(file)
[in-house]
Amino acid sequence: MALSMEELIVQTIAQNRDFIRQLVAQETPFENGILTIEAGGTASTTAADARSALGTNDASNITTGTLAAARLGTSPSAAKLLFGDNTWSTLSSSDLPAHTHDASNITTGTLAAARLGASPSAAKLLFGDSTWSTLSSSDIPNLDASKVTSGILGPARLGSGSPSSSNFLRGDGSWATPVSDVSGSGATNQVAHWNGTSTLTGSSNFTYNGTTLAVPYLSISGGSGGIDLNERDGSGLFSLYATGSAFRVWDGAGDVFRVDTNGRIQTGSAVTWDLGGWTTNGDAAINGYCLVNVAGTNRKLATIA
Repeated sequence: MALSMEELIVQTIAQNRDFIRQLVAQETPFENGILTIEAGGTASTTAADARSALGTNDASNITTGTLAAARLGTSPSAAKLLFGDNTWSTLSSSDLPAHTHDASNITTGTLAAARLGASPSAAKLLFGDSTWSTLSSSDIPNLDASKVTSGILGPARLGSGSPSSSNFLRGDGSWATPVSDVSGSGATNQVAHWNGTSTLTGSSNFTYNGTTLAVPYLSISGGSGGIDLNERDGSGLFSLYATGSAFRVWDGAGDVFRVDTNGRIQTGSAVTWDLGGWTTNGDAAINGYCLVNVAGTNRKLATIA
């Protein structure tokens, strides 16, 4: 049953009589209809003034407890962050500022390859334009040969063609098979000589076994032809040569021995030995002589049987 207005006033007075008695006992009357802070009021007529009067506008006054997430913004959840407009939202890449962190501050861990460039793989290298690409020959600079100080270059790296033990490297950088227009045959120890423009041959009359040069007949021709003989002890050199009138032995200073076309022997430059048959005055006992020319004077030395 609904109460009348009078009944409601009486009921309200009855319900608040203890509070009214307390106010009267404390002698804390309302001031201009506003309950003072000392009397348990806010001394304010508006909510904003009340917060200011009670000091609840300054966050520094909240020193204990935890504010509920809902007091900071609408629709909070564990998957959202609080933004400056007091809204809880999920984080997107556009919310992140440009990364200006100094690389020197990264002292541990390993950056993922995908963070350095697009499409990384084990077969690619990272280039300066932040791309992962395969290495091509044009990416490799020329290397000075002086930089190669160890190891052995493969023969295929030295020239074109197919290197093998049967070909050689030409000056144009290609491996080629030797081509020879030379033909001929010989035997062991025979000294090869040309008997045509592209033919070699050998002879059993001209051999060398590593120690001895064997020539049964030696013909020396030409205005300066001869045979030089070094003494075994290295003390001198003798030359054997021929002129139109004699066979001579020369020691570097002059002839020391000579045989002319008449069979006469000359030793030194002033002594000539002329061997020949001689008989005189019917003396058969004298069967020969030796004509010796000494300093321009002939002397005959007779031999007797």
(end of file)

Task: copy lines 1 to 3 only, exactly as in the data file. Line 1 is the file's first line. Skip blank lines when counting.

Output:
[in-house]
Amino acid sequence: MALSMEELIVQTIAQNRDFIRQLVAQETPFENGILTIEAGGTASTTAADARSALGTNDASNITTGTLAAARLGTSPSAAKLLFGDNTWSTLSSSDLPAHTHDASNITTGTLAAARLGASPSAAKLLFGDSTWSTLSSSDIPNLDASKVTSGILGPARLGSGSPSSSNFLRGDGSWATPVSDVSGSGATNQVAHWNGTSTLTGSSNFTYNGTTLAVPYLSISGGSGGIDLNERDGSGLFSLYATGSAFRVWDGAGDVFRVDTNGRIQTGSAVTWDLGGWTTNGDAAINGYCLVNVAGTNRKLATIA
Repeated sequence: MALSMEELIVQTIAQNRDFIRQLVAQETPFENGILTIEAGGTASTTAADARSALGTNDASNITTGTLAAARLGTSPSAAKLLFGDNTWSTLSSSDLPAHTHDASNITTGTLAAARLGASPSAAKLLFGDSTWSTLSSSDIPNLDASKVTSGILGPARLGSGSPSSSNFLRGDGSWATPVSDVSGSGATNQVAHWNGTSTLTGSSNFTYNGTTLAVPYLSISGGSGGIDLNERDGSGLFSLYATGSAFRVWDGAGDVFRVDTNGRIQTGSAVTWDLGGWTTNGDAAINGYCLVNVAGTNRKLATIA